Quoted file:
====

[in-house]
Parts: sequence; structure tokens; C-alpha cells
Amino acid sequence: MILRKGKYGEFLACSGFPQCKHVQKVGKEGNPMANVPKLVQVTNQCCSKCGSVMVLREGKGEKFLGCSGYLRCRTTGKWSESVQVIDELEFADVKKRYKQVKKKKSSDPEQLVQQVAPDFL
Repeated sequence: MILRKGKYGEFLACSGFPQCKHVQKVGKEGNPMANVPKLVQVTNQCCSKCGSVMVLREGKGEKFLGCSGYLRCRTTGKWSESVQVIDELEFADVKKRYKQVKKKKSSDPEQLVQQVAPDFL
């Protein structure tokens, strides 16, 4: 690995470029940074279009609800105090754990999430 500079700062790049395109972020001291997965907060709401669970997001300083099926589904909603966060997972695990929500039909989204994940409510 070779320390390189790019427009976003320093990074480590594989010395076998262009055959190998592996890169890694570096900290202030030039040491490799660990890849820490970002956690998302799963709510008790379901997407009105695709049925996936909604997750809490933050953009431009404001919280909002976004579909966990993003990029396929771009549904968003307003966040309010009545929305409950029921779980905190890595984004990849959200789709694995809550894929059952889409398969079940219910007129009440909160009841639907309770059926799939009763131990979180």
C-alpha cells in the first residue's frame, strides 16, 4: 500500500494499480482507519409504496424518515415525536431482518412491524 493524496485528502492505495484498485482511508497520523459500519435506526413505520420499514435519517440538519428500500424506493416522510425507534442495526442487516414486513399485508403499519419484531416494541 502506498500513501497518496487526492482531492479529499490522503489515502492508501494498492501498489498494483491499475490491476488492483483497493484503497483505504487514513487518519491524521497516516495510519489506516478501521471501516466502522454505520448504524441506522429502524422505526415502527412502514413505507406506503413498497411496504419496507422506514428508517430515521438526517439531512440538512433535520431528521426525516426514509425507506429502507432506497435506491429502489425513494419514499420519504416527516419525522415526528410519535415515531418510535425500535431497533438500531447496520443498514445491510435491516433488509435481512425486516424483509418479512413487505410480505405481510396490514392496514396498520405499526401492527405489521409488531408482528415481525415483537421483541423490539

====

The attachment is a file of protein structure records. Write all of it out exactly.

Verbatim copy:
[in-house]
Parts: sequence; structure tokens; C-alpha cells
Amino acid sequence: MILRKGKYGEFLACSGFPQCKHVQKVGKEGNPMANVPKLVQVTNQCCSKCGSVMVLREGKGEKFLGCSGYLRCRTTGKWSESVQVIDELEFADVKKRYKQVKKKKSSDPEQLVQQVAPDFL
Repeated sequence: MILRKGKYGEFLACSGFPQCKHVQKVGKEGNPMANVPKLVQVTNQCCSKCGSVMVLREGKGEKFLGCSGYLRCRTTGKWSESVQVIDELEFADVKKRYKQVKKKKSSDPEQLVQQVAPDFL
């Protein structure tokens, strides 16, 4: 690995470029940074279009609800105090754990999430 500079700062790049395109972020001291997965907060709401669970997001300083099926589904909603966060997972695990929500039909989204994940409510 070779320390390189790019427009976003320093990074480590594989010395076998262009055959190998592996890169890694570096900290202030030039040491490799660990890849820490970002956690998302799963709510008790379901997407009105695709049925996936909604997750809490933050953009431009404001919280909002976004579909966990993003990029396929771009549904968003307003966040309010009545929305409950029921779980905190890595984004990849959200789709694995809550894929059952889409398969079940219910007129009440909160009841639907309770059926799939009763131990979180």
C-alpha cells in the first residue's frame, strides 16, 4: 500500500494499480482507519409504496424518515415525536431482518412491524 493524496485528502492505495484498485482511508497520523459500519435506526413505520420499514435519517440538519428500500424506493416522510425507534442495526442487516414486513399485508403499519419484531416494541 502506498500513501497518496487526492482531492479529499490522503489515502492508501494498492501498489498494483491499475490491476488492483483497493484503497483505504487514513487518519491524521497516516495510519489506516478501521471501516466502522454505520448504524441506522429502524422505526415502527412502514413505507406506503413498497411496504419496507422506514428508517430515521438526517439531512440538512433535520431528521426525516426514509425507506429502507432506497435506491429502489425513494419514499420519504416527516419525522415526528410519535415515531418510535425500535431497533438500531447496520443498514445491510435491516433488509435481512425486516424483509418479512413487505410480505405481510396490514392496514396498520405499526401492527405489521409488531408482528415481525415483537421483541423490539